- You’re relying on substances for help. Increased alcohol and substance use are classic signs that something’s gotta give. But even if your “drug” of choice is a slew of energy drinks every morning, leaning on stimulants or depressants to get through a workday means you need a break.
If you feel like you need a mental health day, you probably do.
So, take 👏 the 👏 day 👏. Your brain and body deserve it. The office won’t stop functioning if you step out. Self-care is crucial, friends.
One of the best ways to avoid nagging coworkers or interrupting work is to schedule your mental health day in advance. That gives you time to delegate your workload or find a substitute if your work requires it (hat tip to the teachers!).
But if you wake up one day and can’t even because of stress and mental overwhelm, it’s also OK to take a last-minute mental health day off. Do what you need to do. The world won’t end if you step away for a day.
It’s also a good idea to know your rights and workplace policies. According to the National Council for Mental Wellbeing, if you’re at a company of 50+ or have a federal job, you can’t be penalized for taking time off for mental health.
A few ways to request a mental health day:
- Schedule it. Plan your personal day or sick day in advance. Depending on your relationship with your boss, you can explain the reasons — but you’re not obligated to.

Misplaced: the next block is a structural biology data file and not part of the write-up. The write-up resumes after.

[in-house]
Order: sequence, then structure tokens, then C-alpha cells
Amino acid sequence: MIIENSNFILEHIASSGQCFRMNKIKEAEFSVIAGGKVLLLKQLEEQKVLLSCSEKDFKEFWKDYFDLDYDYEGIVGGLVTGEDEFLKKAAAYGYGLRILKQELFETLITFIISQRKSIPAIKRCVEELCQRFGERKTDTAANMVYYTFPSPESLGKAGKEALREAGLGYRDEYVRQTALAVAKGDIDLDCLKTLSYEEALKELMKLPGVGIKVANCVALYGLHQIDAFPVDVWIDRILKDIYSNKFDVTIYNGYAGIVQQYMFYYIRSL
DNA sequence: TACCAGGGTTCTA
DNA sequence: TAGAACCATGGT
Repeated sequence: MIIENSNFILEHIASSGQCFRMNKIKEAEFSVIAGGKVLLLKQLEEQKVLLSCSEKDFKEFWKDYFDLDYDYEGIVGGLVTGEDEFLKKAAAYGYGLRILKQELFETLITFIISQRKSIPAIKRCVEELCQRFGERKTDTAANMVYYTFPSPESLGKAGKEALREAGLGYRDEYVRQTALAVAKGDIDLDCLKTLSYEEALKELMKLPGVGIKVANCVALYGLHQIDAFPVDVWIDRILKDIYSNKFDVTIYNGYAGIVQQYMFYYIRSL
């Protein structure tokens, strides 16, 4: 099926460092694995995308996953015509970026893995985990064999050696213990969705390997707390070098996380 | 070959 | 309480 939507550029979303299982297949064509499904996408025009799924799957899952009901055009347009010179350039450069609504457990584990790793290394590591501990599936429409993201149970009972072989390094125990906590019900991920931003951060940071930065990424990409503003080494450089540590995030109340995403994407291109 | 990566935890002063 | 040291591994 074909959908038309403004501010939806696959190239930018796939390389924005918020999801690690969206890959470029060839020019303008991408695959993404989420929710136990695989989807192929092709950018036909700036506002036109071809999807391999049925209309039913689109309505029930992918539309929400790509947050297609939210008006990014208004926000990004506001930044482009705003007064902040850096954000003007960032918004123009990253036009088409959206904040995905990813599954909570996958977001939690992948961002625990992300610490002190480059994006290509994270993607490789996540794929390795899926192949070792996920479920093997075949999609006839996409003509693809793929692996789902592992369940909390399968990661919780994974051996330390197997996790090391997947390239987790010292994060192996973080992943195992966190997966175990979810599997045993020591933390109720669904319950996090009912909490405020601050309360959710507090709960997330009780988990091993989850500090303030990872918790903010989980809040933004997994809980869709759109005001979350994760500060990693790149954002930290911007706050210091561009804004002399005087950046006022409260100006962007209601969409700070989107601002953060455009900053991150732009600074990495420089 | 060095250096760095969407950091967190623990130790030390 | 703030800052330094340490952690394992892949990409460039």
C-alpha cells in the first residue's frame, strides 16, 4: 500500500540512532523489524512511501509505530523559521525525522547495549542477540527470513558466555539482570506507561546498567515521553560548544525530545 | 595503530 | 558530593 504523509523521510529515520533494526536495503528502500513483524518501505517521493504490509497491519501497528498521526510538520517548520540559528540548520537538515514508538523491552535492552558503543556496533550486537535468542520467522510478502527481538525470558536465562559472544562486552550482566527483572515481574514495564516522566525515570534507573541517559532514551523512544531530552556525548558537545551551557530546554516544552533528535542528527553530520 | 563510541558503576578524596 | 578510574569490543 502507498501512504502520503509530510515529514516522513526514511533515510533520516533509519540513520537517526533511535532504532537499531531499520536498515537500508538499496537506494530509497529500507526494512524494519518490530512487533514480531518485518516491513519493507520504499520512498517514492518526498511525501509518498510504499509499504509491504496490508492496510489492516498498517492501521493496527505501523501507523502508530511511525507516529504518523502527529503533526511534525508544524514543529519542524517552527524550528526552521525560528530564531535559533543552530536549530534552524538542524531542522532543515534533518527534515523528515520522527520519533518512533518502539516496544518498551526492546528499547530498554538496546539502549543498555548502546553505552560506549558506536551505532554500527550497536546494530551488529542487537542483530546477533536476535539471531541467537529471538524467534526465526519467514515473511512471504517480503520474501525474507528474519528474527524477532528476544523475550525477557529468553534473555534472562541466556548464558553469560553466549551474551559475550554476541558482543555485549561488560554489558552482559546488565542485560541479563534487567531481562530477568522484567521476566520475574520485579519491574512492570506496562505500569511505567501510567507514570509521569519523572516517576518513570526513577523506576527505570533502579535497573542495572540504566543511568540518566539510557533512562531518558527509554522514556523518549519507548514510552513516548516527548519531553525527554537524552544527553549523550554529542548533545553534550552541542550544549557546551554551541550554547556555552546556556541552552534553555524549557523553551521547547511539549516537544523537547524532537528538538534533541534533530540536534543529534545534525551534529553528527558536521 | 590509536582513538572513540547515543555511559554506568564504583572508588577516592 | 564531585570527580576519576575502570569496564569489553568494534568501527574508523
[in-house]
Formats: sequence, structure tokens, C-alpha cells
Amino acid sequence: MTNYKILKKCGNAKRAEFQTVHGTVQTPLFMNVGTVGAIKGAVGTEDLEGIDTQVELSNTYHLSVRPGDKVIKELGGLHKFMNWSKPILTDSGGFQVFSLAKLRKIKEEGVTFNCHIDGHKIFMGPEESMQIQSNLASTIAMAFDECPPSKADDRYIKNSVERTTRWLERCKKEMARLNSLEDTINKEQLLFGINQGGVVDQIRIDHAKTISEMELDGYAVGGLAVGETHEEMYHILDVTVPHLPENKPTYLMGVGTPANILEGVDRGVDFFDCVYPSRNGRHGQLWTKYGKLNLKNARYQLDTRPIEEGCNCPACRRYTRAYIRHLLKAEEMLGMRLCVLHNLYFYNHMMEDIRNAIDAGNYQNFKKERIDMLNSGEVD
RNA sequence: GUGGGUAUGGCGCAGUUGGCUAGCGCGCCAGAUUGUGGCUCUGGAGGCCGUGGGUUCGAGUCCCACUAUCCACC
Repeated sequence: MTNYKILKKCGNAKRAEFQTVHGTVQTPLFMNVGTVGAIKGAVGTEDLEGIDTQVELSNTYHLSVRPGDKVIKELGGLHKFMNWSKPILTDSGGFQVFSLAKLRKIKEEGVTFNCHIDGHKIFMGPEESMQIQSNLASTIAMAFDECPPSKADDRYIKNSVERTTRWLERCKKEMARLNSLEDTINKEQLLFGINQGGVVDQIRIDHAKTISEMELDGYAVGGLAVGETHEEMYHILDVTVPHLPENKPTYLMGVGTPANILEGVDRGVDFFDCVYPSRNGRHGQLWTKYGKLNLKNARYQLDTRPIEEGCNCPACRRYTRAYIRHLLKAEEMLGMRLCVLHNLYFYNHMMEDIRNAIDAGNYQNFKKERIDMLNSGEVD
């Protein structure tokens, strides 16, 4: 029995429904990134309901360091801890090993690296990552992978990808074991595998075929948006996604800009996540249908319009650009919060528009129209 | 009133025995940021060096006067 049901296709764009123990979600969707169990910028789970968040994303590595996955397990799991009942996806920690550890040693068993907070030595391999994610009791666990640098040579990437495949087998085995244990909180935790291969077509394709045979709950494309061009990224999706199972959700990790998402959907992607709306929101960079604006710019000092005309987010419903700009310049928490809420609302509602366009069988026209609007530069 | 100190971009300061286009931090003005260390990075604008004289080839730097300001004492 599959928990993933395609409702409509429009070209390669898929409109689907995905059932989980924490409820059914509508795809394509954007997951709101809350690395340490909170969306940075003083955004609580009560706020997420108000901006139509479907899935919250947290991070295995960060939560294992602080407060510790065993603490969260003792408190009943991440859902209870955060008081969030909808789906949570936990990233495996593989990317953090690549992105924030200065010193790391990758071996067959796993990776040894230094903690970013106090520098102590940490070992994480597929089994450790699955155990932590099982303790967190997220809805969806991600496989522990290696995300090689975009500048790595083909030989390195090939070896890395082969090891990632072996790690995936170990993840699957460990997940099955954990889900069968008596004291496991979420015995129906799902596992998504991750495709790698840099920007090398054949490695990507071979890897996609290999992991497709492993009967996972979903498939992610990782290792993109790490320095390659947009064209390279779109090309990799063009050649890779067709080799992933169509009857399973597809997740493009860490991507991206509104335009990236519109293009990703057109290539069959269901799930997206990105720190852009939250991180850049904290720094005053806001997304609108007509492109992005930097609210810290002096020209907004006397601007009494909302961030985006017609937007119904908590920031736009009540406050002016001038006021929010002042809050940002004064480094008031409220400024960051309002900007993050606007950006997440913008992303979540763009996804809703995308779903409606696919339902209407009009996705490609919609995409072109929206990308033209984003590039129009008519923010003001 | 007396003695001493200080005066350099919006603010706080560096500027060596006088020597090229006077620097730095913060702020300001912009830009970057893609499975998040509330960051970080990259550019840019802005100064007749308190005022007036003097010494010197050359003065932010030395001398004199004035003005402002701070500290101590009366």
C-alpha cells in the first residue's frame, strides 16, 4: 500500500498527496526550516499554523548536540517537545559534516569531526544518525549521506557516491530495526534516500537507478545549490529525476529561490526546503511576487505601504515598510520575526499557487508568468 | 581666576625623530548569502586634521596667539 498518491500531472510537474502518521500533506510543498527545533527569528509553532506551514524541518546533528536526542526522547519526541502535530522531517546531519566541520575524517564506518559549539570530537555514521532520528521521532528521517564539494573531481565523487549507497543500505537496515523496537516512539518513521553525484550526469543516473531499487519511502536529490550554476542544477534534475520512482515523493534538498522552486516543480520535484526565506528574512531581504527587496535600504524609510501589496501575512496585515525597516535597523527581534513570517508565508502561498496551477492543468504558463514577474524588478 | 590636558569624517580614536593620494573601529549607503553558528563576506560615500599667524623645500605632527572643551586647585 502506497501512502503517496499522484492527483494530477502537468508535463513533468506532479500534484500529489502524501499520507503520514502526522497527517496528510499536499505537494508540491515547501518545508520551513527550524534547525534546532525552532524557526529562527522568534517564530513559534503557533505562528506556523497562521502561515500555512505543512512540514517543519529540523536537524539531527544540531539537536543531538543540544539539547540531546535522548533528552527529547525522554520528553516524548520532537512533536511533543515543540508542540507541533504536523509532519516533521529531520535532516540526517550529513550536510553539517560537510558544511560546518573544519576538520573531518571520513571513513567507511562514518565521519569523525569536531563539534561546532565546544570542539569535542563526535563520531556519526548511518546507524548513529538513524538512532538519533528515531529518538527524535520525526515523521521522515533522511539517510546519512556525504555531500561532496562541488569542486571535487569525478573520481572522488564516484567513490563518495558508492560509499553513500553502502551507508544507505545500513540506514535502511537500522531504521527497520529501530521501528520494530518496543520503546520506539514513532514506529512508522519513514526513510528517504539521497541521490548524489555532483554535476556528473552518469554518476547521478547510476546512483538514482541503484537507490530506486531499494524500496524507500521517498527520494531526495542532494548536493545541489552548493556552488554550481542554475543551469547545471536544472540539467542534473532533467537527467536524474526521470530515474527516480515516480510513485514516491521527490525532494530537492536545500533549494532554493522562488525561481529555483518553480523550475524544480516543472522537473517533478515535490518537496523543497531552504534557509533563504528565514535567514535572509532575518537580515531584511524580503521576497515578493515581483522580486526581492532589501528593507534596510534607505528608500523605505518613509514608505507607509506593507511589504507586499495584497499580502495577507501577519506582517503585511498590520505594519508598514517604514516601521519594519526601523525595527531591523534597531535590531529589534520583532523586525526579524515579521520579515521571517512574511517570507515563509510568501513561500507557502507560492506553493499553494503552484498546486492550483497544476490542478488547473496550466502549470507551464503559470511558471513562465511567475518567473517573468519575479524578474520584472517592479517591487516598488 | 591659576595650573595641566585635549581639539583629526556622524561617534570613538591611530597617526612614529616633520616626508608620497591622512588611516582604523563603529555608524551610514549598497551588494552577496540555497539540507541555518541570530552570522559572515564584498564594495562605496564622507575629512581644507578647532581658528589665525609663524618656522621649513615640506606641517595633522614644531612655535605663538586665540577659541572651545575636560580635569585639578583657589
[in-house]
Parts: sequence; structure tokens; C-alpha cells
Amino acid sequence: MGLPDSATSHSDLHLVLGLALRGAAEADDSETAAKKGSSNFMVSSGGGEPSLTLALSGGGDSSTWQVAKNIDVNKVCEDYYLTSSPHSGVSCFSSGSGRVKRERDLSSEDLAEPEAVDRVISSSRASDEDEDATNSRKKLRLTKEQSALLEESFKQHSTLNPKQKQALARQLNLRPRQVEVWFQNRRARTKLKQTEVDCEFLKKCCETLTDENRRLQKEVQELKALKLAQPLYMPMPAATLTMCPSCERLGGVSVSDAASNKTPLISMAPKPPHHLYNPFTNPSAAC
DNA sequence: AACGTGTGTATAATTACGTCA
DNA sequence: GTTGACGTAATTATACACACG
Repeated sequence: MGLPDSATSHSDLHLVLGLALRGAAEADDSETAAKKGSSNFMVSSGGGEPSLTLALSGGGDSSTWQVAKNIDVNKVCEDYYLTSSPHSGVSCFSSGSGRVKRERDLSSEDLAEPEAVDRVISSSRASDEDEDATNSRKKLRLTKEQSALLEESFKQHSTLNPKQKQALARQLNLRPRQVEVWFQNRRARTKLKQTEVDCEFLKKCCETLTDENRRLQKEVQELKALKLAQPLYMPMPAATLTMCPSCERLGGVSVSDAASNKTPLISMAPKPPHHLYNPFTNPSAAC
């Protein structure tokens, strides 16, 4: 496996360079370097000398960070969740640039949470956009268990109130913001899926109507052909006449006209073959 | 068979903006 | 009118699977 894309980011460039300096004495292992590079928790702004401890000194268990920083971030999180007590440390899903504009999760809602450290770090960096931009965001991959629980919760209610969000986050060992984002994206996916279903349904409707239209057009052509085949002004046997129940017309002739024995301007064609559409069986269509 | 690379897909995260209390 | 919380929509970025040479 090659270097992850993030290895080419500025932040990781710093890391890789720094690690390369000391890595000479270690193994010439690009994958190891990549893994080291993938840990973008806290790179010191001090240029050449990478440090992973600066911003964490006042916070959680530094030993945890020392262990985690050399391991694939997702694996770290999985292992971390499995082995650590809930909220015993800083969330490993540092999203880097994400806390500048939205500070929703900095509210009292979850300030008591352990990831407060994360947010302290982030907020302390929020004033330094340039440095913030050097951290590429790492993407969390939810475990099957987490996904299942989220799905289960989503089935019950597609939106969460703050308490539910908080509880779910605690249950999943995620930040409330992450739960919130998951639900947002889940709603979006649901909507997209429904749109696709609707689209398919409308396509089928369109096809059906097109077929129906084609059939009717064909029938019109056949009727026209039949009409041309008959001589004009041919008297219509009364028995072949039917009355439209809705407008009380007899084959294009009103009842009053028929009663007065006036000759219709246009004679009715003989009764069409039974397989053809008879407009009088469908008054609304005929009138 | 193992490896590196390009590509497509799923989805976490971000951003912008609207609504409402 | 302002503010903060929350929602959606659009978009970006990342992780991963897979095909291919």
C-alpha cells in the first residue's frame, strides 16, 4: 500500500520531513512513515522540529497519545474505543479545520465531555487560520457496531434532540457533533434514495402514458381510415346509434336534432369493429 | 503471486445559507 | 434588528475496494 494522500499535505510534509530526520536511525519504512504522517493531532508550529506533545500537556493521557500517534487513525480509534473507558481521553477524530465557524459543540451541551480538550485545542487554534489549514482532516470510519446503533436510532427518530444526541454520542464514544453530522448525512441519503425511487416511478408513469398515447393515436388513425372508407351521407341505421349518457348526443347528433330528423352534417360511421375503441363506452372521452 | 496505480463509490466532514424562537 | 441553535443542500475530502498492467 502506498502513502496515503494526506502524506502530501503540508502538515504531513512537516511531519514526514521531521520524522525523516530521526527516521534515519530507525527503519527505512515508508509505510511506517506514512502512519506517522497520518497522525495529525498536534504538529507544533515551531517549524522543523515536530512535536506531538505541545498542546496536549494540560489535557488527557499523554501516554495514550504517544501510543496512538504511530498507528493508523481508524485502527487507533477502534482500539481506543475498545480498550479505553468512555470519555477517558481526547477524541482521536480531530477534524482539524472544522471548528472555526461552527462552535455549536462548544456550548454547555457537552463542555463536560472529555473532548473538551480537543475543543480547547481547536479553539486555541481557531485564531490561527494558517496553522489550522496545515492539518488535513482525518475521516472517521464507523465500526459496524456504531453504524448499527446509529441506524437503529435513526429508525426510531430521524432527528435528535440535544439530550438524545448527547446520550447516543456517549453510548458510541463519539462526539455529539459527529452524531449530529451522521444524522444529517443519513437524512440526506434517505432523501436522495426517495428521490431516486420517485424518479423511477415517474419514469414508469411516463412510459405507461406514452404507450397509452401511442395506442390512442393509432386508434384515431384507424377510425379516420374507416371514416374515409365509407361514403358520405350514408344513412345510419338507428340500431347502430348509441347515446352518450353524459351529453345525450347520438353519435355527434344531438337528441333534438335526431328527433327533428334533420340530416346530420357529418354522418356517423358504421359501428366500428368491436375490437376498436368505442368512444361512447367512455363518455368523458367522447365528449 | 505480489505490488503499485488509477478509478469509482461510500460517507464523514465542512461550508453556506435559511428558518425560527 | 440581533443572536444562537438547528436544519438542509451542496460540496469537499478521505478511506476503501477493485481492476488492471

- Call it in. Remember, mental health is health. If you’re dealing with anxiety, depression, or extreme stress, you can call in sick. That’s a mental health day too.
You take a sick day to feel better, right? The same goes for mental health days. This is *not* the time for running errands or squeezing in a dentist appointment. Those are legit activities, but unless that bubblegum-flavored fluoride sparks immense joy, save it for another day.
How you spend your mental health day depends on what you need.
If you need to rest…
You’re tense. Tired. Oh-so-depleted. Here are a few ways to take back your Zen:
- Try a yoga flow.
- Get a massage.
- Pack a picnic lunch for the park.
- Stroll through nature.
- Take a nap (there’s *no* shame in a good snoozefest!).
- Head to a coffee shop with a good book.
- Soak in a bubble bath.
If you need to let loose…
Do you need to just forget work and shake things up, Ferris Bueller-style? Sometimes de-stressing requires a little bit of fun or socialization.
- Grab lunch with a friend.
- Blast your favorite tunes.
- Get physical — kickboxing, dance, HIIT, you name it!
- Try a new recipe.